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United States v. Patterson (56 U.S. 10)

Court Documents

United States Supreme Court

56 U.S. 10

United States  v.  Patterson

THIS was a branch of the preceding case. The original title and the lands were the same. Patterson claimed under a deed executed on the 21st of November, 1836, by the heirs of William Barr, deceased; but the deed purported to be executed by their attorney in fact, Robert Thompson.

The cause was argued by the same counsel who argued the preceding case, with the addition of Mr. Lawrence, who claimed to intervene on behalf of the heirs of Joseph Piernas.

Mr. Lawrence, in support of this claim, alleged that,-The petitioners rely upon a conveyance of Jacinto Mora to Barr, Davenport, and Murphey, bearing date the 22d day of July, 1805. This is the only title they set up in their petition to the Ormegas tract.

During the progress of the cause they offered in evidence a conveyance from Jacinto Mora to Joseph Piernas, bearing date the 25th of April, 1796, a paper purporting to be a conveyance from Piernas to Vitor Portia, dated 30th August, 1804, and a conveyance from Portia to Davenport, dated in the year 1818.

All of these instruments of writing are in due form, except the most important one, viz., that purporting to be from Piernas to Portia, which was not authenticated by a notary or other officer, is not taken from any legal depository, nor recorded in the land-office, and in which neither the handwriting of the witnesses nor of Piernas is proved, nor the witnesses produced or their absence accounted for. In short, there is no proof at all of the genuineness of the paper, but it is left for the court to judge of the genuineness of the signature of Piernas.

Now, it will be at once perceived that if there were no defect in the chain of title from Piernas to Davenport, this would have been the elder and better title to Davenport as to the Ormegas tract; and yet, though the conveyance to Davenport of Piernas's interest was in 1818, and this petition was filed in 1845, it is not even alluded to in the petition.

It will be seen, from the extract from vol. 3, American State Papers, (Rec. 46,) that as late as 1815-16, Piernas made claim to this land before the board of commissioners, and no claim was made by Vitor Portia.

In 1824-5 the same land was recommended for confirmation, but was never actually confirmed by Congress. Piernas had in the mean time died, and his heirs were young children, living in poverty and obscurity. (See letter of Hayward, Rec. 172; also Report to Commissioner, Rec. 213.)

The heirs of Piernas deny that he ever signed the paper to Portia, and aver that it is entirely fictitious.

Full notice of the claim of Piernas was before the court below, for the petitioners introduced his title themselves. It was, therefore, fully within the competency of the court below, if they perceived, from the record, title in Piernas to the Ormegas tract, and had no legal evidence before them of his having parted with that title,-to have reserved the rights of Piernas's heirs in their decree; and it is respectfully submitted, that it is within the power of this court (should the validity of the grant be affirmed) to protect those rights, so far as they appear in the present record.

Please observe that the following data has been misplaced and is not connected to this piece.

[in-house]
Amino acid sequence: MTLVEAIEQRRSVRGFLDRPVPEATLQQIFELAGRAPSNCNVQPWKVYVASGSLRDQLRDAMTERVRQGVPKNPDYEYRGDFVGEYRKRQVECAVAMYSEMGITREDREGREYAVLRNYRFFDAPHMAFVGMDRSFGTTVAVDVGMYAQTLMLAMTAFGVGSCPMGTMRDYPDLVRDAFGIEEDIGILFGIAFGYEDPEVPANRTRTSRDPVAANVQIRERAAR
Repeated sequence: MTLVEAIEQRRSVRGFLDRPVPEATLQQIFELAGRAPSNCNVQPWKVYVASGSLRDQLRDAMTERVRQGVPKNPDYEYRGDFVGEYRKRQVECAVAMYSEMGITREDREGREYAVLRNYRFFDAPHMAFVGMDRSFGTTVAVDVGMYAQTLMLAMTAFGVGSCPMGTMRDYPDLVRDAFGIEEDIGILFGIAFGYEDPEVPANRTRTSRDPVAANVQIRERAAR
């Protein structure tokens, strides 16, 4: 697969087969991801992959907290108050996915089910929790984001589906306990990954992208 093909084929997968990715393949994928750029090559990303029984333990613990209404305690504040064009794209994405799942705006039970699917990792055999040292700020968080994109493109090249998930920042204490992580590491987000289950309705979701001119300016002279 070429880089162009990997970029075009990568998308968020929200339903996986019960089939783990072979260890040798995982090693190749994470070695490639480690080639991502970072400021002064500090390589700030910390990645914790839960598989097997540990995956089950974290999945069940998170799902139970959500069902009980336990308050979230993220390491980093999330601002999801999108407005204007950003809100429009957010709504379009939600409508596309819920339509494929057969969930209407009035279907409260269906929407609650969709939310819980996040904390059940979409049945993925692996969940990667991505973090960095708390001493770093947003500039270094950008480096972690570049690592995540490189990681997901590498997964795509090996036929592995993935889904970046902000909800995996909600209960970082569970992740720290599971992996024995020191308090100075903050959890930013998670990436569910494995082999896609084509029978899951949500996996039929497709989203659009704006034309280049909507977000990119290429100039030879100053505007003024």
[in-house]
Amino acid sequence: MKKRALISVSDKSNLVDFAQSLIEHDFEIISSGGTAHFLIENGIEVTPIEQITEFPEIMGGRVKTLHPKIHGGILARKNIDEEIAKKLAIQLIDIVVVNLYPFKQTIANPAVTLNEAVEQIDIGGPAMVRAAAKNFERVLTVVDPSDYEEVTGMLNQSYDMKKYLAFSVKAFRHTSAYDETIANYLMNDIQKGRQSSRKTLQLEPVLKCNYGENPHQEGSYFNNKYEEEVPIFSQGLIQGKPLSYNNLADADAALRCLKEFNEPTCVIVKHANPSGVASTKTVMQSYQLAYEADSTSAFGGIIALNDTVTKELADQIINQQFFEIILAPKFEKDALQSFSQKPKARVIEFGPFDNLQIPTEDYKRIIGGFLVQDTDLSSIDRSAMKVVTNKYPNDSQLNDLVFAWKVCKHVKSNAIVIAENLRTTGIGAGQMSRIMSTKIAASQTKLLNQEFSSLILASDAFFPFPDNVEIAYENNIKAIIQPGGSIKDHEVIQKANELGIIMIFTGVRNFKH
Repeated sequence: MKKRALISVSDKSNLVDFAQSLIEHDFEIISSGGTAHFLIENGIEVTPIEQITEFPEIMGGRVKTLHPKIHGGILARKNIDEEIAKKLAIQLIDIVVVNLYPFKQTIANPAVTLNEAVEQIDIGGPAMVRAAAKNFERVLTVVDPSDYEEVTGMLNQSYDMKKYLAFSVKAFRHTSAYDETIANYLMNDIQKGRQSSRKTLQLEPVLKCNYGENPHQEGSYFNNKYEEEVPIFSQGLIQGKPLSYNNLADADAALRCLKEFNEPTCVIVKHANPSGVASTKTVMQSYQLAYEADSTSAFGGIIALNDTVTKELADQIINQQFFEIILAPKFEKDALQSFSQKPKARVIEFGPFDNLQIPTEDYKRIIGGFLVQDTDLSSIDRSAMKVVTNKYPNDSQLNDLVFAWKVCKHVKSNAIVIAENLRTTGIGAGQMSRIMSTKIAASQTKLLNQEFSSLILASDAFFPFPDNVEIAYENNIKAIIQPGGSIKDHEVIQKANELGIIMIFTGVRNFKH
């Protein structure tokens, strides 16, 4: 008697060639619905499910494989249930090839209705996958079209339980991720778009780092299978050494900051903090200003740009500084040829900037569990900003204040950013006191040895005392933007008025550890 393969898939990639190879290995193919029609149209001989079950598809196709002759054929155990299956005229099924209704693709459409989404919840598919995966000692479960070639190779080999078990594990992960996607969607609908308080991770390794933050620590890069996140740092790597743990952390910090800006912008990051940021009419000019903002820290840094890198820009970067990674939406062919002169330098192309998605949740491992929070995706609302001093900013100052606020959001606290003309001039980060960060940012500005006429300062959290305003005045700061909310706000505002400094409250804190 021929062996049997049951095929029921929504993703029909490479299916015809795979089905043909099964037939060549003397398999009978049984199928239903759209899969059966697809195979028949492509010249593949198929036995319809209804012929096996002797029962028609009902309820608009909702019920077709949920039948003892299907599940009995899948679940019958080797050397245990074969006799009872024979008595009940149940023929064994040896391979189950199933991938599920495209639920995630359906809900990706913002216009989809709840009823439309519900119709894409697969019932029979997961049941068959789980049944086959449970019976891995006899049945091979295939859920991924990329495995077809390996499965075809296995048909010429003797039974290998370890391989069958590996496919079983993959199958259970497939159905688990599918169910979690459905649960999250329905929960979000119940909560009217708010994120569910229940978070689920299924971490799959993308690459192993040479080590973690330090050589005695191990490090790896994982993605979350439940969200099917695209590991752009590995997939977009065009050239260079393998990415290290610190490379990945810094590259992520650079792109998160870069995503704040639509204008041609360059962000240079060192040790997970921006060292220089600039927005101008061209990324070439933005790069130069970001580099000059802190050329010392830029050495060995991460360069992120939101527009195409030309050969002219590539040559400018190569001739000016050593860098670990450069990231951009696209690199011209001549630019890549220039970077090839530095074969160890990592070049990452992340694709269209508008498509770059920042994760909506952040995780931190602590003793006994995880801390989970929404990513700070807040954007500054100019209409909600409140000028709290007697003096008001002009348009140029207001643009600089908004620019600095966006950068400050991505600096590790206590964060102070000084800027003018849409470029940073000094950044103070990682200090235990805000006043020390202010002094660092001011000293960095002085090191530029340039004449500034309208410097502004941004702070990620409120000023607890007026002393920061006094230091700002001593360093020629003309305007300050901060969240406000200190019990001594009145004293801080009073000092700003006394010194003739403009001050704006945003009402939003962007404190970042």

In the case of Cunningham and Ashley, (14 How. 377,) this court interposed meso motu, to save the new Madrid title. Here an older title is introduced. The act of Congress says the court is to decide on evidence brought in by any person other than the parties to the suit. If so, it is proper to intervene here. The deed from Piernas to Portia had never been recorded, and the court below had no right to receive it.

Mr. Baldwin, in reply to Mr. Lawrence, made the following points:--

1. That the great lapse of time raised a strong presumption against this claim.

From 24th day of April, 1818, when, as appears by the record, Piernas conveyed his interest in that tract to Samuel Davenport, no claim has ever been set up to this land, either by Piernas or his heirs, until now, notwithstanding they reside in New Orleans, where their suit was tried at great length in the court below.

2. That the claimants under Piernas cannot intervene in this court, it being a court of appellate jurisdiction.

3. That the deed from Piernas, being an ancient deed under the laws of Louisiana, proved itself.

4. That it was regularly proved-the testimony of Crusat, as to the signature of Piernas, having been taken without objection in the court below.

5. That this court will not undertake to settle the rights of parties in interest, but leave them to litigate their rights in the court below, or in the State tribunals; and that whatever judgment the court might pronounce in this matter, it would not be conclusive between the parties.

Mr. Justice CAMPBELL delivered the opinion of the court.


This work is in the public domain in the United States because it is a work of the United States federal government (see 17 U.S.C. 105).